Chinese Writers Festival: A “sticky” and complex thing


Allison Chan and Xia Cui were “bloggers in residence” for the recent Chinese Writers Festival, held in Melbourne by Writers Victoria. In the lead up, both Allison and Xia took time to review works by writers featured in the festival, and tweeted the live conversation as it unfolded.

Here, Allison follows up from the social media wrap up to reflect on the difficult process of “being Chinese” at the festival.


On its face, the Chinese Writers Festival seemed simple: a festival of writers and writing with a relationship to Chinese culture.

The outward spirit was a celebration of this writing and, presumably, its (future? hopeful?) integration with Australian literature.

The predominant theme was “multiculturalism” and an implicit belief that from that behemoth would come reciprocal cultural understanding. Talks of the day responded to allocated questions centred on the concept of a “global subject” and self-identification in a multicultural society. For a more detailed overview of the event, a summary can be found here.

In the course of the festival, however, despite this framing of optimism and positivity, in the struggle to unpack and express diversity and identity, authenticity and specificity, the term “Chinese” (as with any other national identity for that matter) quickly revealed itself as sticky and complex.

Uncomfortable moments emerged, whether in neo-liberal conceptions of multicultural politics, or in challenges to “heritage stories” like the Dream of the Chamber. Whose heritage is this?  Who owns the story? The image? The history?

Even in utopian multiculturalism, the desired coexistence and harmony can still require complicity in the erasure of nuance: to be a part of it, we need to uncomplicate our identifications. Questions naturally emerge. Does multiculturalism merely flaunt the exotic Other? How do these multicultural subjects become representative of a culture, bearing the weight of this authenticity?  Is anyone a wholly reconciled cultural subject, a perfect “Chinese” capable of being the subject of such single-story festivities?

In the weeks that have followed since the festival, I have experienced a strange exhaustion that has lingered, then moved into a sense of unease and displacement. I have wrestled with the values of cultural communication, diplomacy and friendship reiterated during the festival, particularly in relation to my own subjective experience of the day and my cultural identity.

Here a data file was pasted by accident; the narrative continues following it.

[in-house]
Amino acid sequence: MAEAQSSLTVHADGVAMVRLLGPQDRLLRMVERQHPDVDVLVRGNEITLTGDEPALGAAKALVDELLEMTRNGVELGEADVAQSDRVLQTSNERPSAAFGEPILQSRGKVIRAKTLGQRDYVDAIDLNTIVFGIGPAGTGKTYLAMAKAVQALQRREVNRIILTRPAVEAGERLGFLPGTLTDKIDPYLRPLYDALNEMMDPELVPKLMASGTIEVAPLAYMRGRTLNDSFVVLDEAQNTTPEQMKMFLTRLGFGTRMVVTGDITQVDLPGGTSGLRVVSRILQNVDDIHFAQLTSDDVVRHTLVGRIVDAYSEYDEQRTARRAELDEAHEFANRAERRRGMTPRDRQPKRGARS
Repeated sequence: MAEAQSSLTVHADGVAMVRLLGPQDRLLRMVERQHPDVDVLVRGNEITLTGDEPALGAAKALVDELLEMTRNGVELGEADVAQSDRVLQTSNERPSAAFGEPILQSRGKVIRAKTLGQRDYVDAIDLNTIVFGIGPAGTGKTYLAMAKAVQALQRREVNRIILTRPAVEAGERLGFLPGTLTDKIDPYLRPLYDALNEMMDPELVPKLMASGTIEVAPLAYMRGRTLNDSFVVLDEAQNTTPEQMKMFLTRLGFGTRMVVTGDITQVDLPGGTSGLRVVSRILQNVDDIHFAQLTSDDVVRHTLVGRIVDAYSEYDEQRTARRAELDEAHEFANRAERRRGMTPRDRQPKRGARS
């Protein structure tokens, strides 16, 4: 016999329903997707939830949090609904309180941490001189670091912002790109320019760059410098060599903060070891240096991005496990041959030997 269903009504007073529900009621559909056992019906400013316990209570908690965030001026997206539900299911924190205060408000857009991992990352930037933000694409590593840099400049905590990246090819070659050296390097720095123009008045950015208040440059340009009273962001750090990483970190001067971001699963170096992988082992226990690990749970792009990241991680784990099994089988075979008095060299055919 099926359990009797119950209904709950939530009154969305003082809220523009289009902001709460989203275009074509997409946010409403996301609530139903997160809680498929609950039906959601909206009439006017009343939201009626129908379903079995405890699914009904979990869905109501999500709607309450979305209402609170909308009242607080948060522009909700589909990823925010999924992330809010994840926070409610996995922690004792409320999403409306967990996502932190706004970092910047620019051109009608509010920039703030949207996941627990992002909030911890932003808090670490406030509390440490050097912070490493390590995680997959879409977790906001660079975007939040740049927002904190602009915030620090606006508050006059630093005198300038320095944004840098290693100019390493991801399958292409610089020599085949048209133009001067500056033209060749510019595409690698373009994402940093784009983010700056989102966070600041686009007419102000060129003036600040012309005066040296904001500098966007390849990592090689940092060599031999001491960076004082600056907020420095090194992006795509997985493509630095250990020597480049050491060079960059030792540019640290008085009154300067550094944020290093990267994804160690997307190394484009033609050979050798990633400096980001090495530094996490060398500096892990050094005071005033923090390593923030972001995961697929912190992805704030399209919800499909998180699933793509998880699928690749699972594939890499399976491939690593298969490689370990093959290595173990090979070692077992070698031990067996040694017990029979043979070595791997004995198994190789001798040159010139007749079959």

As a Chinese-Malaysian and a writer, I assumed in “returning” to this community and discussing the meanings of “Chinese-ness” within literature, I might find a kind of home.

Initially excited at the prospect, I wonder now if I ignored my own discomfort at participating in the festival — how do I purport to be a representative voice when I do not identify as Chinese? When probed, I say I am Chinese-Malaysian, yet also with a certain hesitation, an awareness that the term is used for the benefit of others. Like many others with a hyphenated-identity, I anticipate the inevitable reply: “but you don’t really look…”

Undoubtedly the festival offered moments of insight and pleasure – Belinda Jiang’s identification as a “cultural amphibian”, Xu Xi’s unpacking of her own reservations about the term “Chinese”, and Ou Yang Yu’s passionate misgivings on the state of diversity in Australian publishing all stand out as highlights of the day.

And, somehow, the Chinese Writers Festival felt as if it asked writers to present a version of Chinese-ness, a construction of authenticity that failed to grapple with the paradoxes of identity, particularly the paradoxes of a complex and wide-reaching diaspora.

In asking the writers to present this construction, as an audience member, I too felt oddly calcified and orientalised, as if I need to be authentically Chinese, not problematically Chinese in order to engage with the day. Many writers struggled, and then rejected “Chinese” altogether, asserting their identities as writers. Oddly, I wish that I too could have rejected “Chinese” for that day, asserting myself as “audience” or “reader”. Perhaps I might have been able to enjoy it.

Allison Chan

Author: Allison Chan

Allison Chan is Peril Magazine’s writer-at-large, completing her studies in Literature at Monash University. Allison is currently co-producing Peril’s upcoming podcast, Please Explain, which unpacks national conversations and the racial underbelly of Australian myth-making. She was also a resident blogger for the 2016 Chinese Writers Festival.